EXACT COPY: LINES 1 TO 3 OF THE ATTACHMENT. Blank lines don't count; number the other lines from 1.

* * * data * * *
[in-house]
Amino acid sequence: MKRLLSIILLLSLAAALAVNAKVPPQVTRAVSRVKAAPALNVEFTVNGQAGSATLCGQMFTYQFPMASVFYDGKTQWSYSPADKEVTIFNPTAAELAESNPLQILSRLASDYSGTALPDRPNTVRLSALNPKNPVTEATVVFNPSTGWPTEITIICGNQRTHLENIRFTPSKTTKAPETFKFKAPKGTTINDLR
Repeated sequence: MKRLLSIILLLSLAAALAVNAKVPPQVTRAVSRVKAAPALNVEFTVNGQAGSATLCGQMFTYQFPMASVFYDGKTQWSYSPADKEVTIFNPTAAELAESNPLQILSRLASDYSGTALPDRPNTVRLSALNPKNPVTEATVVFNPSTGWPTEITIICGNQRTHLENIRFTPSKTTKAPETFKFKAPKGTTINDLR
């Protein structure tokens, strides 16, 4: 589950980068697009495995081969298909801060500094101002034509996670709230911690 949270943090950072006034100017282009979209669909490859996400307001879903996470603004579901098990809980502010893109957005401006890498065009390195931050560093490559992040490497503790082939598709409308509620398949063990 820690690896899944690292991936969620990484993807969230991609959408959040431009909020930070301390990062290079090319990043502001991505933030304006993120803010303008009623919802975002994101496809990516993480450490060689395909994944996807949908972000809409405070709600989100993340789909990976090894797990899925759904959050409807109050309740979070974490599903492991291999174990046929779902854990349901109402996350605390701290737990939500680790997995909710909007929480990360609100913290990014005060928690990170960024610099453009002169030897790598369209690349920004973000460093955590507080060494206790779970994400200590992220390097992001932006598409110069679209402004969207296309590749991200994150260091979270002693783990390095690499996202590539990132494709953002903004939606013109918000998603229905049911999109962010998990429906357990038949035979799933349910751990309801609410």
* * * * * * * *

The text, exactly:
[in-house]
Amino acid sequence: MKRLLSIILLLSLAAALAVNAKVPPQVTRAVSRVKAAPALNVEFTVNGQAGSATLCGQMFTYQFPMASVFYDGKTQWSYSPADKEVTIFNPTAAELAESNPLQILSRLASDYSGTALPDRPNTVRLSALNPKNPVTEATVVFNPSTGWPTEITIICGNQRTHLENIRFTPSKTTKAPETFKFKAPKGTTINDLR
Repeated sequence: MKRLLSIILLLSLAAALAVNAKVPPQVTRAVSRVKAAPALNVEFTVNGQAGSATLCGQMFTYQFPMASVFYDGKTQWSYSPADKEVTIFNPTAAELAESNPLQILSRLASDYSGTALPDRPNTVRLSALNPKNPVTEATVVFNPSTGWPTEITIICGNQRTHLENIRFTPSKTTKAPETFKFKAPKGTTINDLR